Conformity, or going along with the crowd, is a unique phenomenon that manifests itself in our thoughts and behaviors. It’s quite simple to identify countless examples of the power of conformity in virtually all aspects of social life. Conformity influences our opinions and relationships with others, often to a higher extent than we realize. It is posited that people generally conform to the group in order to fit in and avoid rejection or because they truly believe the group is more knowledgeable than they are. After analyzing numerous studies and experiments on the nature of conformity, one will find that the motive of social acceptance is the greatest driver of conformity.
Asch’s Line Experiment
In 1951, Solomon Asch conducted an experiment to analyze the effects of social influence on conformity. He brought in 50 students for a “vision test” in which he asked them measure the length of line. When taking the test alone, 95% of the participants were able to identify the correct answer; however, in the presence of confederates (who blurted out the wrong answer on purpose), 75% of the participants went against their own eyes and conformed to the wrong answer. How does this happen!? What is it about human nature than enables us to be see easily influenced by outside forces?! After analyzing the results of his experiment, Asch concluded that people conform for two reasons: to fit in (normative influence) and because they actually believe that the group is right (informational influence).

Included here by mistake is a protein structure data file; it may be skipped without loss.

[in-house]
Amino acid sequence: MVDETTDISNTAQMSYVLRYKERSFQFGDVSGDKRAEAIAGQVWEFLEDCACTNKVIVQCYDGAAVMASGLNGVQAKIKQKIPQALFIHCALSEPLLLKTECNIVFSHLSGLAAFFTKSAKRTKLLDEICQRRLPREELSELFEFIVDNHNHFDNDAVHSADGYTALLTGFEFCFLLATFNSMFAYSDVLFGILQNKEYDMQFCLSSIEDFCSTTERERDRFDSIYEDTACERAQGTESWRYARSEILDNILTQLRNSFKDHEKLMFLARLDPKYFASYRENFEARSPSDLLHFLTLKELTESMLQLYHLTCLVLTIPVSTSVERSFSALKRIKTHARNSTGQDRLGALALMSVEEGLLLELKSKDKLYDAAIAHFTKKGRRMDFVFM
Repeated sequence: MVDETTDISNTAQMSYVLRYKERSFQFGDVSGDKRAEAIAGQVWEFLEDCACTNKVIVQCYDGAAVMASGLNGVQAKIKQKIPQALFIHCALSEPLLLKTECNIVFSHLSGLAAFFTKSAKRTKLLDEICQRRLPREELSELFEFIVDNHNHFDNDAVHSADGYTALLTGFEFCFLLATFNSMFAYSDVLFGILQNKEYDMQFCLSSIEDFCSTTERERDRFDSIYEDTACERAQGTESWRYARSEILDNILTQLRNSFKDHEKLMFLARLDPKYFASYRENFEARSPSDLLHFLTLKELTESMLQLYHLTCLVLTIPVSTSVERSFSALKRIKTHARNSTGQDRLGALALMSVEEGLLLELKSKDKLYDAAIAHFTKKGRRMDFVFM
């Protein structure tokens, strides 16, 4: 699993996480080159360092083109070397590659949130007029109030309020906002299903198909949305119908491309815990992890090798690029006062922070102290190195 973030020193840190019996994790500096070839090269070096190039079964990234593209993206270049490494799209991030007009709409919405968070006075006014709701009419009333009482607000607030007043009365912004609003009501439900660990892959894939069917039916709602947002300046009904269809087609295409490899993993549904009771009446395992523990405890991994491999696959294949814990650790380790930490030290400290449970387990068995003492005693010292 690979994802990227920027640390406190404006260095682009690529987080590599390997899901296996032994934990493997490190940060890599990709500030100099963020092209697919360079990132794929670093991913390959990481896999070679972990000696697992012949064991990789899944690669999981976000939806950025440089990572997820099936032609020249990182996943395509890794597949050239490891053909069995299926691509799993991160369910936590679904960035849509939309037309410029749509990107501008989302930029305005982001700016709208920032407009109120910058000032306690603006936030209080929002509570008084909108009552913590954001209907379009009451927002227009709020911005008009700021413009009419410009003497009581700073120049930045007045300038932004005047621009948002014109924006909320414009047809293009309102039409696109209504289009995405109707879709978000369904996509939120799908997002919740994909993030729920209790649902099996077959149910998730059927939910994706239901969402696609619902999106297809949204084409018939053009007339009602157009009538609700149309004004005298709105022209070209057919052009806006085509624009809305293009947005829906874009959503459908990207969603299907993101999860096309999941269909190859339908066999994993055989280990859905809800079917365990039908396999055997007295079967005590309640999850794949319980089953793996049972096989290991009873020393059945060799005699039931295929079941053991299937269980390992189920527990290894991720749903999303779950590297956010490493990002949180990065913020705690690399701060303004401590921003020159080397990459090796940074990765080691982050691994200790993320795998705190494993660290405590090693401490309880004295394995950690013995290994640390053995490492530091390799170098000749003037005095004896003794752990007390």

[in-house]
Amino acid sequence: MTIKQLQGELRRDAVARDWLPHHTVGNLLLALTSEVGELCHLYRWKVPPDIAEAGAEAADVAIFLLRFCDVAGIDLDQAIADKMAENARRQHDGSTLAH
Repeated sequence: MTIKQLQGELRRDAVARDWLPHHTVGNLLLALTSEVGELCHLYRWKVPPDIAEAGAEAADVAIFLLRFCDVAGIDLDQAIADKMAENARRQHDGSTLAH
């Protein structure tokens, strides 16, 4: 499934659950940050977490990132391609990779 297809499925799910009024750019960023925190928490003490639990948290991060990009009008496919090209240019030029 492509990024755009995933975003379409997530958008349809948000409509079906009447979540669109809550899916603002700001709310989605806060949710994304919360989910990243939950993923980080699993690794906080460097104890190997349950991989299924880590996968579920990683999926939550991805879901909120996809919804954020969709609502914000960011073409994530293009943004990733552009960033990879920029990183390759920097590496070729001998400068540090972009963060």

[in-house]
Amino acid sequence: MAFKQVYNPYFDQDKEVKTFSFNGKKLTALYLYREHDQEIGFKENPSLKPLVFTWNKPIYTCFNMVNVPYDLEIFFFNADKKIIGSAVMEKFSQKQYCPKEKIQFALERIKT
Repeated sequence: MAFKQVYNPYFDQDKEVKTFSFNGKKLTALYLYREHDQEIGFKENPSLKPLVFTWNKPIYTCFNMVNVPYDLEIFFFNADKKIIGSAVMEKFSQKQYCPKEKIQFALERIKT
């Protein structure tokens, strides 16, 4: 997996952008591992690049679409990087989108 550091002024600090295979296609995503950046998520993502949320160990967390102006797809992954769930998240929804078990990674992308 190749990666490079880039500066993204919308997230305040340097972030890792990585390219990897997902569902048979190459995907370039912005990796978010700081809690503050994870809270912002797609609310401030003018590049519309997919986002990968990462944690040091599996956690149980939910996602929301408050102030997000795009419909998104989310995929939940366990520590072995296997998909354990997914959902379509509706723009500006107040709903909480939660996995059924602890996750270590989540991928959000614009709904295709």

Informational Influence – “The group must be right”
When making a decision in the presence of others, many people automatically assume that the group knows more than they do about whatever is it they are doing. People feel the need ...
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...jump right back into shocking the man in order to please, and to be accepted by, the doctor running the experiment. In general, the psychological importance of self-esteem can help explain why people conform so easily: people want to feel good about themselves, which is achieved through acceptance and belongingness (Sociometer Theory), so people will usually go out of their way to feel accepted and thus feel good about themselves.
In sum, people feel the need to conform for reasons: normative influence and informational influence. Even if they consciously know that the group is wrong, people will still conform in order to avoid rejection and feel acceptance. The Sociometer Theory of self-esteem helps explain why human beings are so motivated to belong in society, thus providing a likely explanation for the natural tendency of conformity in human beings.
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